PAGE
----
Wednesday, March 5, 2014

Book Review: Parley P. Pratt by Terryl L. Givens & Matthew J. Grow

So many names from early Church history are familiar, heard over and over again as characters in a handful of stories in Sunday School class: Oliver Cowdrey, Edward Partridge, Eliza R. Snow, Thomas B. Marsh. It's not very often that we get a three-dimensional picture of the complex people they truly were, real, living breathing individuals with strengths and weaknesses, nobility and foibles, virtues and vices. With Parley P. Pratt: The Apostle Paul of Mormonism, Givens and Grow have painted a detailed and intriguing portrait of one of the more fascinating early leaders of the Church of Jesus Christ of Latter-day Saints.

Parley P. Pratt was a strong personality, a loyal friend, a loving family man, a "missionary without subtlety", a preacher with a "bold, blunt, outspoken style that led to frequent controversies", and an intellectual with a brilliant mind for theology. He served as "Mormonism's leading voice to the world" from the late 1830s to the mid-1840s. His prolific writings "systematized and popularized" Joseph Smith's teachings and he held the Prophet in high esteem with "respect for the office he held and the role he filled in the latter-day restoration", but Pratt was dedicated wholeheartedly to the religion, not just the man. "Just as Paul clashed with Peter, Pratt dissented at times from both Smith and [Brigham] Young, making clear that his commitment to Mormonism rested not on devotion to a charismatic leader but spiritual and intellectual assent to the religion's doctrines."

Givens and Grow's biography draws heavily from Pratt's own autobiography, but also from many private letters, journals, articles and other papers that flesh out his more personal opinions and feelings as well as his family life. They note that while his autobiography, similar to other contemporary autobiographies, leaves out information about his family, his letters "demonstrate great concern and longing for his family when absent, suggesting the abiding tension in Pratt's life between a religion that exalted family life...and yet required his continual absence from it for short preaching tours and long missionary journeys." His love for and attachment to his increasingly large family (he eventually had twelve wives and thirty children) is evident through his touching correspondence with them.

The Book of Mormon was key to Pratt's conversion and faith. One of Givens's earlier books, By the Hand of Mormon, explores how many early Saints focused less on the content of the Book of Mormon and more on its origin story. Pratt was an exception. "Whereas many Mormons of his generation used the Book of Mormon primarily as a sign of a divinely sanctioned restoration (a point with which Pratt wholeheartedly agreed), Pratt was one of the few who seriously probed the book's content and often preached from its pages."  His description of his conversion is well known and, I think, quite moving:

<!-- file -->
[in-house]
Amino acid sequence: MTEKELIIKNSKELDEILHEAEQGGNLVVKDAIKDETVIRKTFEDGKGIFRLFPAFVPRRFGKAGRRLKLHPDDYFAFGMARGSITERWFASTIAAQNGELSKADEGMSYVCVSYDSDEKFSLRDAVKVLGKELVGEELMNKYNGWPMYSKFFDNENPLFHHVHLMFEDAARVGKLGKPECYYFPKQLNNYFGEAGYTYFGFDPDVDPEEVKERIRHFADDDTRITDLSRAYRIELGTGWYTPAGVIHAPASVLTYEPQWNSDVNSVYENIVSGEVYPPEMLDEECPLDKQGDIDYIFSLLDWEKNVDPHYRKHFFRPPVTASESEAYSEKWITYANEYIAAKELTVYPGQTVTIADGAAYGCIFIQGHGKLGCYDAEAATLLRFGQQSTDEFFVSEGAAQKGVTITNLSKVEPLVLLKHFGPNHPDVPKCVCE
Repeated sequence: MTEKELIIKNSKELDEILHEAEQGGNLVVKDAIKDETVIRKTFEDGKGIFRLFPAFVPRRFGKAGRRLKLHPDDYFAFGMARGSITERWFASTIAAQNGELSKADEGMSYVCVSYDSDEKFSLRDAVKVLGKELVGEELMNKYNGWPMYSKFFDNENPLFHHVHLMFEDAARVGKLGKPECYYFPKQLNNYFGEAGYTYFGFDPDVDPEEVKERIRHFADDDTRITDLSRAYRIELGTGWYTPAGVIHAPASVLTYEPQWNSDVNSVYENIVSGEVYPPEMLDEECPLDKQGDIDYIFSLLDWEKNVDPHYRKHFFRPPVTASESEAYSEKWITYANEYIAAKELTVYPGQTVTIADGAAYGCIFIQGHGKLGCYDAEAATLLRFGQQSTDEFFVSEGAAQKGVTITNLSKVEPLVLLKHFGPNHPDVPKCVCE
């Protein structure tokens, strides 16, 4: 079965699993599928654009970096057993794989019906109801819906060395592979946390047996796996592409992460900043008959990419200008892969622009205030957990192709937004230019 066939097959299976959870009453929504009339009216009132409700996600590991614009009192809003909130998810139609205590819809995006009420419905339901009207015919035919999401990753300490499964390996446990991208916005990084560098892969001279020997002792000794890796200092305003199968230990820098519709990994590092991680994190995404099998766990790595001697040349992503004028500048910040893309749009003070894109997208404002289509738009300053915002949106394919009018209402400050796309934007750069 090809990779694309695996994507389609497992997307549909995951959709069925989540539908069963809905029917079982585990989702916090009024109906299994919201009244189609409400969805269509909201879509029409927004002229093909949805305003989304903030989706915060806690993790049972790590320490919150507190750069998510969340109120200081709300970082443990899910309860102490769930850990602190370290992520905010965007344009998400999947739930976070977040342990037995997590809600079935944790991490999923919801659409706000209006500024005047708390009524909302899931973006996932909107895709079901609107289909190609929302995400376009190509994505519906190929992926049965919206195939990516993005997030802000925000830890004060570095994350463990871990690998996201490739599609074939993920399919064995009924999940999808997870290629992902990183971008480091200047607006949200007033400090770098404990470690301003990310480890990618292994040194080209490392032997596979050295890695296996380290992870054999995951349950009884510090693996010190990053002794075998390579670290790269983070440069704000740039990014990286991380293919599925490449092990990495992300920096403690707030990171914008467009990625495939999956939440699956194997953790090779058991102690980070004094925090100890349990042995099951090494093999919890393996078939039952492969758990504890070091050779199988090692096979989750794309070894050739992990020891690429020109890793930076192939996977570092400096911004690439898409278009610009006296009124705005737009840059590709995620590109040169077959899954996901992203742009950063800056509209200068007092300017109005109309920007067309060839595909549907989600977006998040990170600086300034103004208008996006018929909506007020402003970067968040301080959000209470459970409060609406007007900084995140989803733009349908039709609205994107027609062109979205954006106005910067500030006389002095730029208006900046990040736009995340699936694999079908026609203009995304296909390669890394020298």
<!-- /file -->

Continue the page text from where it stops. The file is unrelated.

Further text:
[I] opened [the Book of Mormon] with eagerness, and read its title page. I then read the testimony of several witnesses in relation to the manner of its being found and translated. After this I commenced its contents by course. I read all day; eating was a burden, I had no desire for food; sleep was a burden when the night came, for I preferred reading to sleep.
In the Book of Mormon, Pratt found "an appeal to his intellect, a spiritual confirmation of what he considered the restored gospel's reasonableness...From then on, Pratt's life would be dedicated to articulating the reasonableness, even the rational inevitability, of the book's appearance and message."

Pratt's multiple lengthy imprisonments, his poems and hymns, his marriages - and divorce, his several foreign missions, his death at the hands of his twelfth wife's estranged husband, are themselves the outline of quite an adventurous life.  Givens and Grow provide detailed background into the historical, cultural, and social settings of the time that serve to contextualize events and Pratt's choices. The difficulties and complexities of life as a member of the early Church are also addressed, both how they affected the Church membership as a whole and how they touched Pratt personally: the Fanny Alger scandal, the failure of the Kirtland Bank, the Saints' expulsion from Missouri which is "the most protracted episode of religious violence in American history", the Mormon Battalion, the martyrdom of Joseph and Hyrum Smith.

It's impossible to do justice to either the man or the book in this review, but in their 400-page biography, Given and Grow do a thorough job of showing us the complexities of the man behind the name we've heard so often. From their epilogue: "Pratt was a missionary, hymnist, explorer, politician, theologian, satirist, editor, and historian--but his acute sense of history left him convinced that his definitive role was that of apostle in 'the most interesting [dispensation] that ever was.' And that same sense shaped his mission as a chronicler...Pratt the theologian and polemicist did more than any other man to turn Joseph Smith's prophetic declarations into a fully formed new religious system."

We honor his efforts and memory, his life-long dedication to the gospel, by learning more about him.

Parley P. Pratt: The Apostle Paul of Mormonism
by Terryl L. Givens & Matthew J. Grow
ISBN: 9780195375732
Buy it from Amazon here: (hardcoverebook)
Find it at a local independent bookseller.
Look it up on Goodreads.
Check it out at your local library (find the nearest one here).

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